Hi,

I hope you all are having a nice Christmas!

For a long time I've been thinking about some new projects to work on. Since 2006 I've made a few more and some less successful robots, mostly hexapods but also an octopod, a biped and a quad. For me this hobby has been incredible fun and I've learned a lot from people like Kurt Eckhardt and Jeroen Janssen. Until now all my custom made robots has been RC servo based, mostly using the popular SSC-32 servo controller combined with the Basic Atom Pro 28 (BAP28) mcu.


I think I was pushing the limits (payload capacity and complexity) when using RC-servos on my last project MorpHex. Using some sort of serial bus controlled servos would certainly make the wire work a lot easier.


From now on I've decided to go dark.. Lately I've invested in several MX-106T and MX-64T servos.

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At first I'm going to make a rather simple 3 DOF hexapod. I'm thinking more "Back to the basics". I want a good platform for experimenting on new code, terrain adaptation and learning new stuff, especially C++ and the Teensy.. My plan is to make a rather light weight hexapod with large leg segments and a relative small body. Since the cost is so high I'll probably reuse the servos for several future projects.

When I'm done with the hardware I'll study what others like KevinO and KurtE has done. I probably need to pick up some books about kinematics again.

Until now I've not used any form of CAD when designing my robots. So I'm a total noob when it comes to that part. So far I've peeked at almost every free CAD solutions. At first I ended up with Autodesk 123D, but I find it a bit limiting and a bit frustrating to work on. I've also tried freeCAD but found it a bit overwhelming at first, but I might give it a second try. Any other suggestions for a good low cost CAD solution is appreciated.

Like I said I'm going for a simple design at first. I decided to go for the MX-106T for both femur and tibia. The MX-106T has a much better weight/torque ratio than the MX-64T. For only 26 gram additional weight (158 gram vs. 132 gram) you get a lot by upgrading from the 64's to the 106's. Here is a picture of how I plan to design the leg:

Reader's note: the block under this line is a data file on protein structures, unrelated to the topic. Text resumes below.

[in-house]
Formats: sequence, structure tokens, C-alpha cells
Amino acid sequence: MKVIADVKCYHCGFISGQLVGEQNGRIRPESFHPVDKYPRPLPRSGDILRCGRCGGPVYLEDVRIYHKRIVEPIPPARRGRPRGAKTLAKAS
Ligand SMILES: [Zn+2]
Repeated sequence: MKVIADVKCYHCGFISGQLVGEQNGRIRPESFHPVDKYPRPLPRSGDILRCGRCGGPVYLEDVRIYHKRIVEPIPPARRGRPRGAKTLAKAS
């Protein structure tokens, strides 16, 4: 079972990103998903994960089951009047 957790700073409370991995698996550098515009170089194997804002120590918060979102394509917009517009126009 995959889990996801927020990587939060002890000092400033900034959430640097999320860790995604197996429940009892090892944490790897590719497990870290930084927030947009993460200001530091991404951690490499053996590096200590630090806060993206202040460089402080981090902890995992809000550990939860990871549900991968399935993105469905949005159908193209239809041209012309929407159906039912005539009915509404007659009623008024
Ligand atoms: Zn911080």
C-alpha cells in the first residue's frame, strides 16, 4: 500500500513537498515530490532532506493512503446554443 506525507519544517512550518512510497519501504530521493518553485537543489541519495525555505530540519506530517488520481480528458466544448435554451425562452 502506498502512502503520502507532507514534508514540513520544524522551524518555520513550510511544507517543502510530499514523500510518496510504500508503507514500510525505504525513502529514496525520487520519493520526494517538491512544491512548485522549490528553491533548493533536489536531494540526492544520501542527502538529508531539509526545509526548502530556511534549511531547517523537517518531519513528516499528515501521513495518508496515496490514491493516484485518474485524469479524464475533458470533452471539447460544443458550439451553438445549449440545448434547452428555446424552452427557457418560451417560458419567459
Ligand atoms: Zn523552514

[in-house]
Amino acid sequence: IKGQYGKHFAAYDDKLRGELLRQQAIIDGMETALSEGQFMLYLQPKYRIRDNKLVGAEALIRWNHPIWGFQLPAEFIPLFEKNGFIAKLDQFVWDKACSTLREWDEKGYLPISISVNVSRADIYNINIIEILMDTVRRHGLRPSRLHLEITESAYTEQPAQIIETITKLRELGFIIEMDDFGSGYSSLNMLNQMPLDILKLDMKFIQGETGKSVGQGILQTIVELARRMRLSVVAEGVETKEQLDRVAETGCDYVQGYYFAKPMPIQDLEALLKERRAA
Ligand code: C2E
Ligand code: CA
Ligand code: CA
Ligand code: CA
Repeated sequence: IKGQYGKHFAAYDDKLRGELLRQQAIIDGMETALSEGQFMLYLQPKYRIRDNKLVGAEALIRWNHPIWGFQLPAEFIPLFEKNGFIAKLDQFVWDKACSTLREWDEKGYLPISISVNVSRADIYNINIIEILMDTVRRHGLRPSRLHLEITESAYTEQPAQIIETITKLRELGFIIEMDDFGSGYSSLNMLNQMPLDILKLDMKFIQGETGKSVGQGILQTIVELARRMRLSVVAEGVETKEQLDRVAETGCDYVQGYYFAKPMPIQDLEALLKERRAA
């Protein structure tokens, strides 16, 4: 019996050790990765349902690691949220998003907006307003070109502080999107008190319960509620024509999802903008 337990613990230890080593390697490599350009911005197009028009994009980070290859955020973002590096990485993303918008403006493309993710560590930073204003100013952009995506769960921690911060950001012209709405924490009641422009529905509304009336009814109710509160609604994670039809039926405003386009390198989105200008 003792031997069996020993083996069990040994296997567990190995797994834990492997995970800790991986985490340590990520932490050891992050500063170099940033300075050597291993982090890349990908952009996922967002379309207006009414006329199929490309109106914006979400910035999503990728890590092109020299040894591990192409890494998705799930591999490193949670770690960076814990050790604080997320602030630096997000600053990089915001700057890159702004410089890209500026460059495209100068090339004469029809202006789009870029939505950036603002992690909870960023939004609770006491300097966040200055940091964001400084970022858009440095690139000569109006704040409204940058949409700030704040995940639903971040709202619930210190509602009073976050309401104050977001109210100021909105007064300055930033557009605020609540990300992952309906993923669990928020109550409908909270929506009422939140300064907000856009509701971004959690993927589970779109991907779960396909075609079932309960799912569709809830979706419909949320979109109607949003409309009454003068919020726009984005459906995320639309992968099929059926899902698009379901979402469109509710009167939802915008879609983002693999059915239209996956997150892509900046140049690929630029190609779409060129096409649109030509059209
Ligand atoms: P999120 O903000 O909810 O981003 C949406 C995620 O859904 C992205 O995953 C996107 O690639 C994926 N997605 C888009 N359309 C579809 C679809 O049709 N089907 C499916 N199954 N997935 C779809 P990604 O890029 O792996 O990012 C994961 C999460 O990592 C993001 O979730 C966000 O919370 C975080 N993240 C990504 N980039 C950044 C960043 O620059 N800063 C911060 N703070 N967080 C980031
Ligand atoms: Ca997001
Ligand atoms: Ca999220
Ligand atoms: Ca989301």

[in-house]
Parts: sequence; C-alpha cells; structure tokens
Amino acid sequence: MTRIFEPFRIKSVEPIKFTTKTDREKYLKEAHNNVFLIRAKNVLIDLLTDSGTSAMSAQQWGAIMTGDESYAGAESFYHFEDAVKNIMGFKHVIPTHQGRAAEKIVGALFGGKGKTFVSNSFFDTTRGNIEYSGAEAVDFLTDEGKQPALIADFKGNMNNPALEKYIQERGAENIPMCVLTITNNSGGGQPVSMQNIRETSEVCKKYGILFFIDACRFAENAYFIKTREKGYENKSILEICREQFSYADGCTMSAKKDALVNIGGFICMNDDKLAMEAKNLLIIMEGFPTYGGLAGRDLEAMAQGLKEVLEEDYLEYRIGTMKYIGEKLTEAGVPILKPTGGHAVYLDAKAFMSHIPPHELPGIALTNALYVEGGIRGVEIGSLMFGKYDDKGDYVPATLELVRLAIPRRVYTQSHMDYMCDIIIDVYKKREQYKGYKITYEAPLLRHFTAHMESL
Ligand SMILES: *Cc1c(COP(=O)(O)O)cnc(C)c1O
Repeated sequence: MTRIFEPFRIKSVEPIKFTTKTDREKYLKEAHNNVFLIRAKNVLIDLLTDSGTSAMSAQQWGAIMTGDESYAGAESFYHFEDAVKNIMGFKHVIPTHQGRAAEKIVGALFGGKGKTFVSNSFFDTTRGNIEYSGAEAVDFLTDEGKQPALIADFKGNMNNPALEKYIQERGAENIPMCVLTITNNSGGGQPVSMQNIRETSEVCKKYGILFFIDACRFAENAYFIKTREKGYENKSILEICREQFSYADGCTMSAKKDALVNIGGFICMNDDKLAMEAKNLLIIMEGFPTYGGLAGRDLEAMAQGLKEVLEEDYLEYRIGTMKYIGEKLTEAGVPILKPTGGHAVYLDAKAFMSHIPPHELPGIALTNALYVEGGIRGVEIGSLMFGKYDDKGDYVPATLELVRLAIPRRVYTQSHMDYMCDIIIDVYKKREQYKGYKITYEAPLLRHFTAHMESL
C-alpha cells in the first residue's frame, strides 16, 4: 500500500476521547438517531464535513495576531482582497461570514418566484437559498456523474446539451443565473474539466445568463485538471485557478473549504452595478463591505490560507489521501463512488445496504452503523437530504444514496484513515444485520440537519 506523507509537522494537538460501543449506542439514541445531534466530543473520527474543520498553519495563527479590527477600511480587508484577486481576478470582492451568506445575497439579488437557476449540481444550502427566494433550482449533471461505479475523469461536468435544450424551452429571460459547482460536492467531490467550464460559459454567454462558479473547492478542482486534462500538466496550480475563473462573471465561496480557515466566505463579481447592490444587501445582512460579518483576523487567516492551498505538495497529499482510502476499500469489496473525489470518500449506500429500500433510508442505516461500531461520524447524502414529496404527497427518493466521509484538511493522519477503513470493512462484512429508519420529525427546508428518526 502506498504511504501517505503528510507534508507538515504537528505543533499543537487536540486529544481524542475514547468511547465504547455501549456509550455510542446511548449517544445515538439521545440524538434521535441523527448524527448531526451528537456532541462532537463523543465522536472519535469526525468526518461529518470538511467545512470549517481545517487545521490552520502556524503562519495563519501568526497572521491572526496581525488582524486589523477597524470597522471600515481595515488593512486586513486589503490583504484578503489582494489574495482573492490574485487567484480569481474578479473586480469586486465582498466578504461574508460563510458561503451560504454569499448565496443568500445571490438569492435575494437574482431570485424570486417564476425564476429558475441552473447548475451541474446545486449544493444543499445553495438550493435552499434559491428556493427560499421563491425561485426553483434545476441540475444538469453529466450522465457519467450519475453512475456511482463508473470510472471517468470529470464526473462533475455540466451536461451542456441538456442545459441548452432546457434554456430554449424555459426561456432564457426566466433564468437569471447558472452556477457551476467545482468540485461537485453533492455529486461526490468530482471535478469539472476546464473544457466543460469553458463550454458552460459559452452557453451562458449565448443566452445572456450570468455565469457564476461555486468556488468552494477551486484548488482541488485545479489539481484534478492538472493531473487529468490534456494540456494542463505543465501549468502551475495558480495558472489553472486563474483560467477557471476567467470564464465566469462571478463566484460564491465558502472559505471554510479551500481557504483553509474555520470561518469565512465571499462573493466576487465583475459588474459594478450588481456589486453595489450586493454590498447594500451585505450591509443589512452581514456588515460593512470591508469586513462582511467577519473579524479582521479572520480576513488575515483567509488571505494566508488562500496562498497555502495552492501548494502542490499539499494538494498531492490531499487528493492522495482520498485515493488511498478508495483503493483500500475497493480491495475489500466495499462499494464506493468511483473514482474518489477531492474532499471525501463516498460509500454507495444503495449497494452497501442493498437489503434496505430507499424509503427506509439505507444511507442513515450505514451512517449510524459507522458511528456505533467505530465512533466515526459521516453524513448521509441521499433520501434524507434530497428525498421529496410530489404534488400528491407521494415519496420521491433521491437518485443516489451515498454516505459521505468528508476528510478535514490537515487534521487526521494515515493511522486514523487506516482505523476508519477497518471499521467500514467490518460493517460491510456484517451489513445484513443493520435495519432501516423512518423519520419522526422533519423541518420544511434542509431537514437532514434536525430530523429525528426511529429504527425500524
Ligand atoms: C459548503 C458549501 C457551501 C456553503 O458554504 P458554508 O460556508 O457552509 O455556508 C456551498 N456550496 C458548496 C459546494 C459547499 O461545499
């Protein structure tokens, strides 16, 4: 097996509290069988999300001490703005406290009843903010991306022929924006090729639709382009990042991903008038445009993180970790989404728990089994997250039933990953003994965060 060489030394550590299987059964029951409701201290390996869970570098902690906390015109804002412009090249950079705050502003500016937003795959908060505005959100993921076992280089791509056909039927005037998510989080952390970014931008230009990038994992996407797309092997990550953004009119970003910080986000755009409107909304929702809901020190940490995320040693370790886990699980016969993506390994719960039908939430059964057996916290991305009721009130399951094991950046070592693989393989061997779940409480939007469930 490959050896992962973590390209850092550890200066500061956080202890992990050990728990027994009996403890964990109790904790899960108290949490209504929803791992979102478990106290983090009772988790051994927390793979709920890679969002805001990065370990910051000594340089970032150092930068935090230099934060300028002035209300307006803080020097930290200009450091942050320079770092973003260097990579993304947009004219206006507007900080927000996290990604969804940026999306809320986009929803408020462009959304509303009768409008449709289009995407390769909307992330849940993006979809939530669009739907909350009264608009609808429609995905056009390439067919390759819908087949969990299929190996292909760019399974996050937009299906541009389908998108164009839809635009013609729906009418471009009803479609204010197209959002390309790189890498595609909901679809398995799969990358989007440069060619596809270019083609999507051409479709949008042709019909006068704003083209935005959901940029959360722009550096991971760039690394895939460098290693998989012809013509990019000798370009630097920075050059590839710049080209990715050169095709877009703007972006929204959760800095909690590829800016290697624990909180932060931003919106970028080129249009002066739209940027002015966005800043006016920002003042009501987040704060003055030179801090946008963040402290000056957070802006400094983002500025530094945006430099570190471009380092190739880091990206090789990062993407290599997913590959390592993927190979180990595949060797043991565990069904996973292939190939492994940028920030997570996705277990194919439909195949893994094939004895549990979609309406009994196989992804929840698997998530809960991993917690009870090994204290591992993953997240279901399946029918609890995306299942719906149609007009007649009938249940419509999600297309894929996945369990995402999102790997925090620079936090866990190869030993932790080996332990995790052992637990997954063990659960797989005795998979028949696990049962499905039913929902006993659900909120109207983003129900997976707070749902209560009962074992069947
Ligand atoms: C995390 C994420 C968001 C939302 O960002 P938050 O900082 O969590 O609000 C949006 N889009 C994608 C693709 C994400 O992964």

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The femur are going to be made of 4,76mm Delrin and the length is 18cm (servo center to servo center) and the tibia (3,15mm Delrin) is about 27cm (servo center to tars/foot). I've not completely designed the tars (foot) section yet. But it will be relative simple at first, I'll later replace it with a foot with sensors/switches. A while ago Tyberius (Andrew) was very kind to laser cut some test parts for me so that I could get the feeling of the Delrin plastic. My first attempt on the femur got very solid and rather heavy. After the test I removed more material and made it slightly slimmer. A Picture of my first attempt:
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My progress is very slow, due to life.. Little free time. But today I'm home alone, lol. Giving me time to finally make a post on the forum and making a simple and relative small body for the hexapod. I'm not finished with the body section yet. I'll probably add a smaller top section for covering electronics. The 5000 mAh 3S LiPo takes most of the space inside the body.

Some pics of the hexapod:
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In this picture I've just lifted the battery for illustrating the battery size vs body size:
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Again, I find Autodesk 123D terrible to work with when the model gets more complex.
My plan is to bend the tibia sections slightly closer at the foot section. I've no idea how to bend them in Autodesk 123D though, lol.

Let me know what you think. Any suggestions is highly appreciated!

(Btw, my blog is down. Hopefully I'll find a solution next year.)